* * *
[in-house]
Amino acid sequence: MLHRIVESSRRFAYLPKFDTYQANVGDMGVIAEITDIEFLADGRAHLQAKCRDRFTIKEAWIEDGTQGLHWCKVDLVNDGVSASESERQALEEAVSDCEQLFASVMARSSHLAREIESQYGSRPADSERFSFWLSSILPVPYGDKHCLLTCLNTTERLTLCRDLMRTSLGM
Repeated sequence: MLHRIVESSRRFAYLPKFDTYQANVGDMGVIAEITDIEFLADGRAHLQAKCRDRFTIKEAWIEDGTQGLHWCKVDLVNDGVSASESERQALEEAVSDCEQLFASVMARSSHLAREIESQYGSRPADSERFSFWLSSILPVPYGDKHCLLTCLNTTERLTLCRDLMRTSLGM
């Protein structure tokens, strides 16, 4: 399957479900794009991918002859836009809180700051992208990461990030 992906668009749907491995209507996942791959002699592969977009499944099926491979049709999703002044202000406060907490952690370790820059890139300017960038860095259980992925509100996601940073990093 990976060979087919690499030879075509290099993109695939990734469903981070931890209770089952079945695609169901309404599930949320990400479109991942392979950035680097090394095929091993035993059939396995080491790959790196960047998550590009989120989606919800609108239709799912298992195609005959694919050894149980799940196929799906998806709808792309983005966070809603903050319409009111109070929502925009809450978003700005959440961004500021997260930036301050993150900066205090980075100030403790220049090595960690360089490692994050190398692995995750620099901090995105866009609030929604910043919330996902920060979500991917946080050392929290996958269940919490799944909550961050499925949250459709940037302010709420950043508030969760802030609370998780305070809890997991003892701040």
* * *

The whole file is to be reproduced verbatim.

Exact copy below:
[in-house]
Amino acid sequence: MLHRIVESSRRFAYLPKFDTYQANVGDMGVIAEITDIEFLADGRAHLQAKCRDRFTIKEAWIEDGTQGLHWCKVDLVNDGVSASESERQALEEAVSDCEQLFASVMARSSHLAREIESQYGSRPADSERFSFWLSSILPVPYGDKHCLLTCLNTTERLTLCRDLMRTSLGM
Repeated sequence: MLHRIVESSRRFAYLPKFDTYQANVGDMGVIAEITDIEFLADGRAHLQAKCRDRFTIKEAWIEDGTQGLHWCKVDLVNDGVSASESERQALEEAVSDCEQLFASVMARSSHLAREIESQYGSRPADSERFSFWLSSILPVPYGDKHCLLTCLNTTERLTLCRDLMRTSLGM
């Protein structure tokens, strides 16, 4: 399957479900794009991918002859836009809180700051992208990461990030 992906668009749907491995209507996942791959002699592969977009499944099926491979049709999703002044202000406060907490952690370790820059890139300017960038860095259980992925509100996601940073990093 990976060979087919690499030879075509290099993109695939990734469903981070931890209770089952079945695609169901309404599930949320990400479109991942392979950035680097090394095929091993035993059939396995080491790959790196960047998550590009989120989606919800609108239709799912298992195609005959694919050894149980799940196929799906998806709808792309983005966070809603903050319409009111109070929502925009809450978003700005959440961004500021997260930036301050993150900066205090980075100030403790220049090595960690360089490692994050190398692995995750620099901090995105866009609030929604910043919330996902920060979500991917946080050392929290996958269940919490799944909550961050499925949250459709940037302010709420950043508030969760802030609370998780305070809890997991003892701040």